Statisticians introduced a helpful notion here, that of a *commutative orthogonal block structure*, or COBS for short. Noting that the design function allocating treatments to plots corresponds to another partition of the set of plots (where plots getting the same treatment lie in the same part), they argued that it is helpful if the orthogonal projection onto the treatment subspace commutes with the matrices arising from the plot structure. They call such a set-up a *commutative orthogonal block structure*, or COBS.

Now we leave statistics for a while and turn to graph theory.

Let Γ be a graph, and Δ a partition of its vertex set with parts *P*_{1}, … *P _{r}*. Then Δ is said to be

*equitable*if there is a

*r*×

*r*matrix

*M*such that, for any

*i,j*, the number

*m*of vertices of

_{ij}*P*joined to a given vertex in

_{j}*P*depends only on

_{i}*i*and

*j*, and not on the chosen vertex. Among the various consequences of this definition, I mention just one: The matrix

*M*is the restriction of the adjacency matrix of the graph to the subspace consisting of functions constant on the parts of Δ; so this subspace is invariant under the adjacency matrix of the graph, and moreover, the minimal polynomial of the matrix

*M*divides that of the adjacency matrix of the graph, so that its eigenvalues are among those of the adjacency matrix.

Equitable partitions occur widely in finite geometry and combinatorics; among geometrix examples, one could mention ovoids in projective spaces. Also, it is clear that the orbit partition of any group of automorphisms of the graph forms an equitable partition of its vertex set.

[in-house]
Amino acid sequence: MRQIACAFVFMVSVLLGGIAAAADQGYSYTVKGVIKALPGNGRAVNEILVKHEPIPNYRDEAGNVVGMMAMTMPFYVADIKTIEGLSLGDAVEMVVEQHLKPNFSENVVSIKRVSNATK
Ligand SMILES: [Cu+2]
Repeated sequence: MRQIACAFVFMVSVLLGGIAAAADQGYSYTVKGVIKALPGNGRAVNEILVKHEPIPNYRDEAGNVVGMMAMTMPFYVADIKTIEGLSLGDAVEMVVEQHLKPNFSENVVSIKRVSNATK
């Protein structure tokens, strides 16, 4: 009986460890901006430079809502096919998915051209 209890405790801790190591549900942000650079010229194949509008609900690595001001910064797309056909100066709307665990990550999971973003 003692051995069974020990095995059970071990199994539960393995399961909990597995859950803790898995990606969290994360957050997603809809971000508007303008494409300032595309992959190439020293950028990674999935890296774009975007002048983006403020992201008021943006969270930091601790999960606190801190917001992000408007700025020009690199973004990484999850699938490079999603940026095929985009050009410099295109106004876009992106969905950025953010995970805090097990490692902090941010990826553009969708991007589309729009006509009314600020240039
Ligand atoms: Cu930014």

Once one suspects that there is a connection between COBS and equitable partitions, it soon becomes clear what theorem needs to be proved to connect them. It is the following, whose proof is straightforward once we have decided what is needed.

**Theorem** A partition Δ is equitable for a graph Γ if and only if the projection matrix onto the subspace of functions constant on parts of Δ commutes with the adjacency matrix of Γ.

A simple consequence of this theorem (not immediately obvious) is that, if the graph Γ is distance-regular, then an equitable partition of Γ is also equitable for the distance-*i* graph of Γ, for all *i* up to the diameter of the graph. For distance-regularity means that the distance-*i* graphs have adjacency matrices which are polynomials in the adjacency matrix of Γ so any matrix which commutes with the adjacency matrix of Γ commutes with the adjacency matrices of all distance-*i* graphs.

The work we were doing in Covilhã concerned COBS for the *half-diallel*, a genetic term referring to the situation where the genome of an individual comes from two parents but there is no distinction in their role. Designs for such experiments could also be applied to the situation where an experimental unit consists of a pair of individuals from a population. This might, for example, involve comparing the efficiency of various communication methods (face-to-face, telephone, video call, email, etc.). Thus a COBS for such an experiment is an equitable partition of the *triangular graph*, whose vertices are the 2-element subsets of the set of individuals, two vertices joined if the subsets have non-empty intersection.

My earlier foray into equitable partitions, with Rosemary Bailey, Sasha Gavrilyuk and Sergei Goryainov, involved Latin square graphs; this could be applied in the situation of an *n*×*n* array of fruit trees where last year an experiment in the form of a Latin square was done on the trees.

So how did we come to realise the connection? It happened like this. Rosemary was working on a classification of the COBS for the triangular association scheme. I noticed that what she was doing had a superficial resemblance to what she had done on equitable partitions of Latin square graphs on a plane returning from China a few years ago. As said above, once you suspect that a connection exists, it is fairly straightforward to see what it is and to prove the required theorem.